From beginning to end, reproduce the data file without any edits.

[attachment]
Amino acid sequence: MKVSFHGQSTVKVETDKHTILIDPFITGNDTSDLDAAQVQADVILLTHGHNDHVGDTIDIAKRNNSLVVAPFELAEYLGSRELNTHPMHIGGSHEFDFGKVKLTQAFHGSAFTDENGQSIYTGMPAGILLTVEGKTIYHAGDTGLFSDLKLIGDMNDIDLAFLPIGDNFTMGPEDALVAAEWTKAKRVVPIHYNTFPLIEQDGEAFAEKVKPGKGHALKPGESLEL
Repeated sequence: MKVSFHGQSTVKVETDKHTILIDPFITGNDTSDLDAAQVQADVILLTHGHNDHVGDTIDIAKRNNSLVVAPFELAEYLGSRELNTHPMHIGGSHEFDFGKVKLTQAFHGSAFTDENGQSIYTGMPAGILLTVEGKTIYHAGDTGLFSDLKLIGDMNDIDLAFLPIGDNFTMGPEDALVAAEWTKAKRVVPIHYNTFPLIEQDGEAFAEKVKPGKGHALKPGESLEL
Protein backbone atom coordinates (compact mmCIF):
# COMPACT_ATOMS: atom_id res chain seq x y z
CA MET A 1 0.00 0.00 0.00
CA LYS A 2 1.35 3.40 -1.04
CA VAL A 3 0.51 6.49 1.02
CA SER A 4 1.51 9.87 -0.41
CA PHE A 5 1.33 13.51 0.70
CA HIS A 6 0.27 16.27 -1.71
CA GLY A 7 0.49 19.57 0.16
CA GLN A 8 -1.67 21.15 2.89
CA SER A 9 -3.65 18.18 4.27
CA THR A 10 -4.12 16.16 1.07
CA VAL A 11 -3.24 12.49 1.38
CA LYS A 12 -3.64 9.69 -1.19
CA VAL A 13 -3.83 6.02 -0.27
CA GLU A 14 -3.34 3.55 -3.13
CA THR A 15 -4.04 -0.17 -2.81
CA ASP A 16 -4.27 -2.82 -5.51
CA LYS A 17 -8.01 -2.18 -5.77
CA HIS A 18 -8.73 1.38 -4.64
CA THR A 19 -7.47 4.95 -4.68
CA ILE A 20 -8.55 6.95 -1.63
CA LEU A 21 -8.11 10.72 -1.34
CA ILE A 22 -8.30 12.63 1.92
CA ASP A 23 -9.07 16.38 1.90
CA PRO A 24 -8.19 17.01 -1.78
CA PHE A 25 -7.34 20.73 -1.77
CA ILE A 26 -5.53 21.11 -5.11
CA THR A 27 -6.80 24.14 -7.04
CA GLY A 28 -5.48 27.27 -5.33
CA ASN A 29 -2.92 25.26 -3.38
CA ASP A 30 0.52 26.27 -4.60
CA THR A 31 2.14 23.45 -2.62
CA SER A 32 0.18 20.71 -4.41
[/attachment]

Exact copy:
Amino acid sequence: MKVSFHGQSTVKVETDKHTILIDPFITGNDTSDLDAAQVQADVILLTHGHNDHVGDTIDIAKRNNSLVVAPFELAEYLGSRELNTHPMHIGGSHEFDFGKVKLTQAFHGSAFTDENGQSIYTGMPAGILLTVEGKTIYHAGDTGLFSDLKLIGDMNDIDLAFLPIGDNFTMGPEDALVAAEWTKAKRVVPIHYNTFPLIEQDGEAFAEKVKPGKGHALKPGESLEL
Repeated sequence: MKVSFHGQSTVKVETDKHTILIDPFITGNDTSDLDAAQVQADVILLTHGHNDHVGDTIDIAKRNNSLVVAPFELAEYLGSRELNTHPMHIGGSHEFDFGKVKLTQAFHGSAFTDENGQSIYTGMPAGILLTVEGKTIYHAGDTGLFSDLKLIGDMNDIDLAFLPIGDNFTMGPEDALVAAEWTKAKRVVPIHYNTFPLIEQDGEAFAEKVKPGKGHALKPGESLEL
Protein backbone atom coordinates (compact mmCIF):
# COMPACT_ATOMS: atom_id res chain seq x y z
CA MET A 1 0.00 0.00 0.00
CA LYS A 2 1.35 3.40 -1.04
CA VAL A 3 0.51 6.49 1.02
CA SER A 4 1.51 9.87 -0.41
CA PHE A 5 1.33 13.51 0.70
CA HIS A 6 0.27 16.27 -1.71
CA GLY A 7 0.49 19.57 0.16
CA GLN A 8 -1.67 21.15 2.89
CA SER A 9 -3.65 18.18 4.27
CA THR A 10 -4.12 16.16 1.07
CA VAL A 11 -3.24 12.49 1.38
CA LYS A 12 -3.64 9.69 -1.19
CA VAL A 13 -3.83 6.02 -0.27
CA GLU A 14 -3.34 3.55 -3.13
CA THR A 15 -4.04 -0.17 -2.81
CA ASP A 16 -4.27 -2.82 -5.51
CA LYS A 17 -8.01 -2.18 -5.77
CA HIS A 18 -8.73 1.38 -4.64
CA THR A 19 -7.47 4.95 -4.68
CA ILE A 20 -8.55 6.95 -1.63
CA LEU A 21 -8.11 10.72 -1.34
CA ILE A 22 -8.30 12.63 1.92
CA ASP A 23 -9.07 16.38 1.90
CA PRO A 24 -8.19 17.01 -1.78
CA PHE A 25 -7.34 20.73 -1.77
CA ILE A 26 -5.53 21.11 -5.11
CA THR A 27 -6.80 24.14 -7.04
CA GLY A 28 -5.48 27.27 -5.33
CA ASN A 29 -2.92 25.26 -3.38
CA ASP A 30 0.52 26.27 -4.60
CA THR A 31 2.14 23.45 -2.62
CA SER A 32 0.18 20.71 -4.41